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What is a slave and what is a prisoner?

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Nancy Drew
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Posted 08/15/09 - 9:32 PM:
Subject: What is a slave and what is a prisoner?


What is a slave and what is a prisoner? (rough notes)

I was born into slavery. And fought my way up to prisoner!

The slave obeys. The slave subjugates his will to that of an other or others. The slave 3is never under duress -- that is the prisoner. The prisoner makes no pretension of submission. From the outside the two may be indistinguishable -- but they are totally different -- opposites. The slave is a slave in mind, the prisoner is always really free.

There is no shame in being a prisoner. Anyone can be overpowered, outwitted, outnumbered.

These are absolute considerations: one-thousand years is not a mitigation: she is biding her time, in stealth... waiting to make a break for it. No outward symbol can ever demonstrate slavery because slavery is not an incongruity of will and situatedness(?). Shackles, bars, whips and chains... these are the common condition of slave and prisoner.

Motive: The slave seeks to preserve his life, the prisoner seeks to preserve her will.

Will is not a component, sub-machine, of life; it is not. Will proceeds life, and life depends on will. We will ourselves to die and we will our life. If you die in your dream, you die -- this folk wisdom has no experiential proof, yet it creeps in by necessary logic. The last free act of a a prisoner might be to will the eradication of her life. The slave never does this, he is a slave to life. No one can have everything she wants all the time -- if ever.

A prisoner's will is obstructed, but it is not subjected. (This is a fault that society values life, and not liberty; but a society must -- and an individual must never -- or he becomes a slave.)

The radical freedom of God's will is identical to his animals. No animal has a life; no imaginary cares; if an animal can perceive her escape -- born free -- she takes it!
Thinker13
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Posted 08/16/09 - 1:55 AM:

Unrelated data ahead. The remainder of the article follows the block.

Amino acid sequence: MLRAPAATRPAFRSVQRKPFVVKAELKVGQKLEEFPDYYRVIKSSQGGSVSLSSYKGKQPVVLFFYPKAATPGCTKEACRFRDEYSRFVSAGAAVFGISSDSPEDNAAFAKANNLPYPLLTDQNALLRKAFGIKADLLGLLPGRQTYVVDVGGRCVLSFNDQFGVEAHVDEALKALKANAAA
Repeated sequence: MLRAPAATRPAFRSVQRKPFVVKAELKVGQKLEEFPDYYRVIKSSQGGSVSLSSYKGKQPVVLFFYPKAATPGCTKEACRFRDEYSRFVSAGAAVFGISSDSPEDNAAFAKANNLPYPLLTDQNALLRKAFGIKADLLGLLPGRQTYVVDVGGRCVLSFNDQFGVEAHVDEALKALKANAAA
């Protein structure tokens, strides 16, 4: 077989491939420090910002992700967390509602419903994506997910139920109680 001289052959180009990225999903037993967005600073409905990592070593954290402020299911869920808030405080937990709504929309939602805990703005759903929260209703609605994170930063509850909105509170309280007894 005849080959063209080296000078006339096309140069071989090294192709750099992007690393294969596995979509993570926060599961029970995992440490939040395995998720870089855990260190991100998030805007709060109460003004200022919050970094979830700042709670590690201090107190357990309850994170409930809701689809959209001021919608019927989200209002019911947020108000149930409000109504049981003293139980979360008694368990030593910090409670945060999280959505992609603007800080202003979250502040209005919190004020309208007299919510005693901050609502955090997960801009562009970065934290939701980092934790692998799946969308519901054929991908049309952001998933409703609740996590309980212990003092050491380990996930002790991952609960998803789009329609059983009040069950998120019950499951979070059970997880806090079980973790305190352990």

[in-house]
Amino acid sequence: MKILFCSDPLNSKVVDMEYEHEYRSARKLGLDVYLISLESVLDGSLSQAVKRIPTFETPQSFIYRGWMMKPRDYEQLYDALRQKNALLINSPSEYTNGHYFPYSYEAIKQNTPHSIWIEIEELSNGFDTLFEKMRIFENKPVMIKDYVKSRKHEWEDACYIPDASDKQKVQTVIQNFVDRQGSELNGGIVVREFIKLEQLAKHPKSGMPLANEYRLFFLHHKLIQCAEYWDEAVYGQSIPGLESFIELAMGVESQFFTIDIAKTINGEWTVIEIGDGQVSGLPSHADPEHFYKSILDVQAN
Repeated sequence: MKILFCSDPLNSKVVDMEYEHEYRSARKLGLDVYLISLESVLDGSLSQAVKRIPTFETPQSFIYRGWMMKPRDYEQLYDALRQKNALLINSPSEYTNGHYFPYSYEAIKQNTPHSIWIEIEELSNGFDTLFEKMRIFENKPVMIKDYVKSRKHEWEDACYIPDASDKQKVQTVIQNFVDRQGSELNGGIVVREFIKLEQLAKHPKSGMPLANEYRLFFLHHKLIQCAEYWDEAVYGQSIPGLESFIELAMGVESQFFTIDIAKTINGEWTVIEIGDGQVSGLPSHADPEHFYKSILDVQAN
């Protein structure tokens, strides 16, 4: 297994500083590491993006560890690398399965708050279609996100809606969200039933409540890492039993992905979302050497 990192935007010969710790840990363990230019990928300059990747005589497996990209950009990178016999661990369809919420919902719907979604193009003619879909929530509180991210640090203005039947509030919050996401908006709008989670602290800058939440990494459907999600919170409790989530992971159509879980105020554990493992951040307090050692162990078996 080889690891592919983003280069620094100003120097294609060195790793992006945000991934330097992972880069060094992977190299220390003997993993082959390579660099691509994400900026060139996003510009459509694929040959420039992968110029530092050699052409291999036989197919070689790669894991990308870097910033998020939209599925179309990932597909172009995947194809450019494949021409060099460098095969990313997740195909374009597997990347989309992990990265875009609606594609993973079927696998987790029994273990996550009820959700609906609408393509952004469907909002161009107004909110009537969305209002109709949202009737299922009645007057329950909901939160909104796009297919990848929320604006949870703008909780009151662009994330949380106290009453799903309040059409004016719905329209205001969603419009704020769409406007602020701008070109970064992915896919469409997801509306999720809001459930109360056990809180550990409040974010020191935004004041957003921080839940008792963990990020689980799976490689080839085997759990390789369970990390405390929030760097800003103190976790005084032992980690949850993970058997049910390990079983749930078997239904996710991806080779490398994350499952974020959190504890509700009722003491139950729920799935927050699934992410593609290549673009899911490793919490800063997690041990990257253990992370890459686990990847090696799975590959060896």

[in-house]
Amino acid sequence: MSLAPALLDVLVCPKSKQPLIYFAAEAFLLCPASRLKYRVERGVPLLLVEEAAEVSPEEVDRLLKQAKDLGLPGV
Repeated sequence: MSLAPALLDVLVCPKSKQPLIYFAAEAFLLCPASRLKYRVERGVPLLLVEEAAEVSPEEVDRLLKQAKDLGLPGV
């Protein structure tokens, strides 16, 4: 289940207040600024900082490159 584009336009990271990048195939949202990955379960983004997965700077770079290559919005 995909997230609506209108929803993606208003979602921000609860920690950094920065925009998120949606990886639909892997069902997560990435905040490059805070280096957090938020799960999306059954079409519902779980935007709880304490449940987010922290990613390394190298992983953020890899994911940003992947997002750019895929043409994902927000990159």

Elegant.
libertygrl
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Posted 08/16/09 - 9:32 PM:

clap
Nancy Drew
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Posted 08/17/09 - 12:15 AM:

You guys are cool. Thanks.
Thinker13
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Posted 08/17/09 - 1:50 AM:

Nancy Drew wrote:
You guys are cool. Thanks.



Welcome.
Zum
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Posted 08/22/09 - 8:57 AM:

Ah, so there might be, theoretically, happy slaves, but never happy prisoners?

The will of the slave is co-opted; he could be oppressed to the point where he believed whatever the master wished him to believe--in this case, that slavery is his natural destiny, and that in it he is fortunate and happy. I'm using the masculine pronoun only for convenience...

But the prisoner, by the above definition, hangs on to his will, his longing for freedom and self-realization, although this persistent grasp constantly reminds him of the difference between his desires and reality, and keeps him unhappy.
smokinpristiformis
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Posted 08/22/09 - 11:05 AM:

I like the piece a lot, but it has a sting - it contains a very dangerous train of thought. Thinking a bit further about this, one might consider that one can categorise people, that some people are better than others... the prisoners versus the slaves. I certainly don't like where that goes.

Considering, though, that this piece is about personal growth and personal development, I love it. Well done.
praxis
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Posted 08/22/09 - 12:41 PM:

Nancy Drew wrote:
Motive: The slave seeks to preserve his life, the prisoner seeks to preserve her will.


Essentially, they both seek the same thing, to pass on their genetic information. The only difference is that society is cheating the slave, and the prisoner is cheating society.
Thinker13
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Posted 08/22/09 - 1:47 PM:

praxis wrote:
Essentially, they both seek the same thing, to pass on their genetic information. The only difference is that society is cheating the slave, and the prisoner is cheating society.


How so?
praxis
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Posted 08/22/09 - 10:46 PM:

Thinker13 wrote:


How so?

The slaver society and the prisoner both take resources that are not freely given for personal advantage; don't act for the mutual benefit of the whole.
Thinker13
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Posted 08/24/09 - 1:51 AM:

praxis wrote:

The slaver society and the prisoner both take resources that are not freely given for personal advantage; don't act for the mutual benefit of the whole.


Ok.
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